Public-private coalition paves the way for electric cars

  • Article by: MARIA ELENA BACA , Star Tribune
  • Updated: May 28, 2011 - 4:30 PM

Xcel Energy, cities and counties have a pilot program to see how the vehicles affect the electric grid and how they run in the winter.

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minn12May. 28, 11 2:46 AM

Is it too much to ask how much it would cost per hour to charge these electric cars? Why can't anyone report how much it costs to run an electric car per mile, compared to a gasoline vehicle? At $60K per electric car, a city or county could buy three or four regular cars. Where are the cost savings? It would take a heck of a long time to recoup almost $40K per car in extra costs. I'll bet this whole electric car thing turns out to be yet another huge boondoggle that taxpayers will have to pay for. Until someone shows me the math proving electric cars actually SAVE money over regular cars, this is a bad idea.

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erintwMay. 28, 11 4:18 AM

And where does all that electricity come from for these expensive vehicles? Hint: it's not a very green place. And where do all the expensive batteries go after they die in these expensive vehicles? Hint: it's not a very green place.

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FrankieMay. 28, 11 5:18 AM

These cars will go the way of the Edsel. What a waste of tax payers money.

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putney1968May. 28, 11 6:53 AM

Let's do a little math. If electricity was completely free, the cars would have to drive 160,000 miles to pay for their increased cost. That assumes maintenance costs the same, a mighty bug assumption. And electricity isn't free of course. But when you're spending other people's money on a boondoggle, who cares? No wonder our government is in trouble, financially and otherwise.

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pooperheadMay. 28, 11 6:59 AM

These two comments are exactly the reason we are dependent on "big oil". I guess we should just sit on the curb and cry. Yes, $60,000, it's new, the first of anything costs more.

And, thanks for the hints, but lets look at the facts. A power plant is much more efficient (and green) than a car gasoline engine. And, it's called recycling, or do you just throw your batteries in the trash.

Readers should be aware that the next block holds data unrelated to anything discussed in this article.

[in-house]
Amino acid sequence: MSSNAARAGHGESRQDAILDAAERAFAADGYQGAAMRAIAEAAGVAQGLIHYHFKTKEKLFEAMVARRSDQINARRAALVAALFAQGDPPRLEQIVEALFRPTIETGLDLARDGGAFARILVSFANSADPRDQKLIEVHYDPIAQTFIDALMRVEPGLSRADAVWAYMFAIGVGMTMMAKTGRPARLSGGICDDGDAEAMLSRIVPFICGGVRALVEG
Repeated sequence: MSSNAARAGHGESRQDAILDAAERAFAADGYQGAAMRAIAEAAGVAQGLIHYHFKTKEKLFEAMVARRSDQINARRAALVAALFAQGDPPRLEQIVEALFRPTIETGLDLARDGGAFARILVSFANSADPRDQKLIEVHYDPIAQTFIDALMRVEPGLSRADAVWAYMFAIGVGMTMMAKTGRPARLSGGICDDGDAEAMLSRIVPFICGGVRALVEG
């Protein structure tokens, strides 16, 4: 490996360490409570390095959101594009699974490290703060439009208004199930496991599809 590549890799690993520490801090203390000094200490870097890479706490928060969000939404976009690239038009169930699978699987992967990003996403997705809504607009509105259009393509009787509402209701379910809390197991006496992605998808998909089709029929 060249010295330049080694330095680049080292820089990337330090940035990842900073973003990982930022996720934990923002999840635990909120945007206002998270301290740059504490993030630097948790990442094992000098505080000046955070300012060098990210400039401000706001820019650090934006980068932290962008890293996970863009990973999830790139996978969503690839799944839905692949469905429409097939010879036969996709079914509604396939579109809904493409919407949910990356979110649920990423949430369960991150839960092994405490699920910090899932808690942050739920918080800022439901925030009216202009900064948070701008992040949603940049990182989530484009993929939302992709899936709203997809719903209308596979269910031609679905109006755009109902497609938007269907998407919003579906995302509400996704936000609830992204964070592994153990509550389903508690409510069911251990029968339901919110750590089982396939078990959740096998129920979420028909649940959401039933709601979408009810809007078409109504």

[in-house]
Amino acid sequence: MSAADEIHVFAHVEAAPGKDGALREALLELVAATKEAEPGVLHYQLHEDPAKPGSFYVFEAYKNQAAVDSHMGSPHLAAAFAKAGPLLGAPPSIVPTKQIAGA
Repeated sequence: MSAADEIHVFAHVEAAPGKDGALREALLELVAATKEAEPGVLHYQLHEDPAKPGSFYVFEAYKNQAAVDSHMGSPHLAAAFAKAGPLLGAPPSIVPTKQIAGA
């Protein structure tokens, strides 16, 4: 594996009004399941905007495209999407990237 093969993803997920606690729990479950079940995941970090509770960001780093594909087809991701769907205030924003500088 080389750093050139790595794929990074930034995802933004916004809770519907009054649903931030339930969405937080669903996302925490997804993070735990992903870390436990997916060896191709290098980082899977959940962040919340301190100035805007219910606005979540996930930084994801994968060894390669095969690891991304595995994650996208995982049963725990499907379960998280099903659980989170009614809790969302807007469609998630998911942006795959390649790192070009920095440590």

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SupervonMay. 28, 11 7:00 AM

Let's see. Batteries drop to 50% capablility of full load below 32 degrees-so make sure you keep them in heated garages. Oh, you need heat? Knock 50% of the battery energy to keep the driver warm-but-enviros are will to suffer just to prove their point-so-it will be fun watching them drive around with the windows open in the middle of winter so the inside does not frost up. Oh, and I can see the tow jobs when they can't make it back-at 150 a pop! Tell me about the savings again?

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scottyhomerMay. 28, 11 7:09 AM

Trying something new for transportation isn't easy. It's good to see Xcel working with local governments to stay ahead of the demand they expect. For now these vehicles cost more upfront, but they have a lower operating cost. As the technology improves the cost will go down. And the only way the technology will improve is if someone uses these vehicles and provides feedback, like this program.

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hgmercuryMay. 28, 11 7:12 AM

pooperhead, where did you hear tht a power plant is "much more efficient" than a gasoline engine? A coal plant is about 35% efficient. Then subtract transmission losses and motor losses (a few % each). Coal is greener? It's the incremental source. Recycling has emissions too, you know.

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ranger78May. 28, 11 7:24 AM

Why do they trumpet this as a private-public partnership? While Xcel is a publicly traded company, in reality, it is a gov't sanctioned monopoly. The gov't guarantees them a specified rate of return. My rates should not subsidize this kind of nonsense. If electric cars are the wave of the future, let these dopey cities foot the bill.

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cleobareMay. 28, 11 7:41 AM

It's called "American Ingenuity" If we followed the lead of the folks with critical comments on this story we'd still be illuminating our homes by burning lanterns with whale oil and using hog feces methane gas to heat our food. This is America...thank goodness the "Can Do" & "Get Er Done" attitude is still alive and well. If it fails...so be it. Unfortunely, I suspect the root cause for critcal criticism from many is not the issue of new technology but their disdain toward the current elected leadership encouraging and supporting the idea.

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